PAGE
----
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My local bookstore is great, except for one thing: the attached café is terrible. I fantasize about buying a new book and demolishing a few chapters over a nice sandwich and a cup of coffee. I’ve tried it there a few times, but their food is unexceptional and their coffee tastes like it was filtered through someone’s underwear. The service is pretty bad, too. And don’t even get me started on the soup!
Yelp is for assholes, but I really think this would be the perfect bookstore if the meals it served were halfway edible. How can I improve the quality of food?
Jay, [Neighborhood Redacted by Request]
You live in a city that has developed a taste for the ridiculous – how am I supposed to know yours is any good? If you've ever compared the rich flavor of a roasted beet to eating out Mother Earth, if your table salt costs more per gram than viable eggs harvested from a healthy young white woman, if you've ever uttered the phrase, "I long to participate in a California grunion run," I cannot and will not help you.
But let us assume you are a reasonable person – the kind of person who can't quit Fritos Honey BBQ Flavor Twists because of their ass-pounding umami flavor. Assuming this, and knowing that independent booksellers are some of the most intelligent, reasonable, and open-minded people currently eating out Mother Earth, here is what I suggest you do: start small, with coffee.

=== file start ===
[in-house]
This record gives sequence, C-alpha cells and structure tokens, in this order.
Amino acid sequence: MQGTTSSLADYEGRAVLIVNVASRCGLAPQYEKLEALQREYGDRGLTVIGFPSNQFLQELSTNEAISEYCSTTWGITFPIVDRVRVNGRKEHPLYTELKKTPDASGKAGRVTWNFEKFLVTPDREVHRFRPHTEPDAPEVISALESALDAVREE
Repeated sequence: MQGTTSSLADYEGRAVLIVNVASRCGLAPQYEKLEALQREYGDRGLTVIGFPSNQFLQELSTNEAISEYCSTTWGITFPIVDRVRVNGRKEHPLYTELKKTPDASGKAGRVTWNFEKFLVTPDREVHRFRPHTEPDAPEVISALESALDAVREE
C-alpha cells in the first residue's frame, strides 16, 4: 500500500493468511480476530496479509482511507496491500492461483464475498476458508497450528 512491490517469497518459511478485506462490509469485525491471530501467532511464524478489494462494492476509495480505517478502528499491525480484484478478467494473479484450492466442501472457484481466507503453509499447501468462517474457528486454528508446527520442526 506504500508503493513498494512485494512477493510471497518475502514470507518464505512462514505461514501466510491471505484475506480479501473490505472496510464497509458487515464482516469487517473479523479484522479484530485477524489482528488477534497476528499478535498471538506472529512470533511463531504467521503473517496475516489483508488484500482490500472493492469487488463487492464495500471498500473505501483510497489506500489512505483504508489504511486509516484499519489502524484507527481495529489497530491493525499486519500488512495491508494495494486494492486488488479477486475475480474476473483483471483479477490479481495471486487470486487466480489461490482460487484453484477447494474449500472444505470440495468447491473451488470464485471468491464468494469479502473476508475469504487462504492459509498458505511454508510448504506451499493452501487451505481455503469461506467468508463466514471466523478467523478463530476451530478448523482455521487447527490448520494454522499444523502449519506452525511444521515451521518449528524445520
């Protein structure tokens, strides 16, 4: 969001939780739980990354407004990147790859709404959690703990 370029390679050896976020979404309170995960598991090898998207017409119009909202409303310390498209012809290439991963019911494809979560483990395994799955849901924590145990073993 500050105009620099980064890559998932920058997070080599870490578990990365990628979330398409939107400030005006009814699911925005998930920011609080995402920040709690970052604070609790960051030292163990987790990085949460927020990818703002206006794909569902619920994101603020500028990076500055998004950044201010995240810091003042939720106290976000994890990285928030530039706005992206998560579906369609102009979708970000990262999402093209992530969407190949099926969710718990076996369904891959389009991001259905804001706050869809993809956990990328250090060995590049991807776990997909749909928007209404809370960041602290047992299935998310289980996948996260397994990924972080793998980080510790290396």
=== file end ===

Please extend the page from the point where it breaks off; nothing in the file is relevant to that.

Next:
Get coffee at your local bookstore on a regular basis, be friendly and tip well. Tipping well is the key – I'm talking very well, like 100 percent for each cup of coffee. Solicit friends and fellow book lovers to also do this. After a few visits, when you have established that you are friendly and generous, leave an extra big tip – like $20 – and write on the receipt something along the lines of "I love this bookstore and cafe, but the coffee tastes like TKTKTK. Maybe it's time for a change?" And don't just say "it tastes like shit," be polite but specific in your critique – it is weak, it is cold, it has strong notes of underwear. Encourage your friends to do the same.
The next time you go in, make small talk with the barista. Ask if the manager is open to changing things up in the cafe – like the coffee, for instance. Perhaps even nicely ask to talk to the manager face to face (I know technology has made the act of expressing a desire while maintaining sustained eye contact with another human being feel like an old-timey hobby instead of a healthy communication tactic, but it's worth a try).
You are incredibly lucky to have a local bookstore in your area. As I'm sure you know, they are not the stuff of get-rich-quick schemes, they are laborious acts of love. Once the managers/owners understand that you're a loyal customer and ally – as are the other people they're hearing from – I'd expect them to be open to change.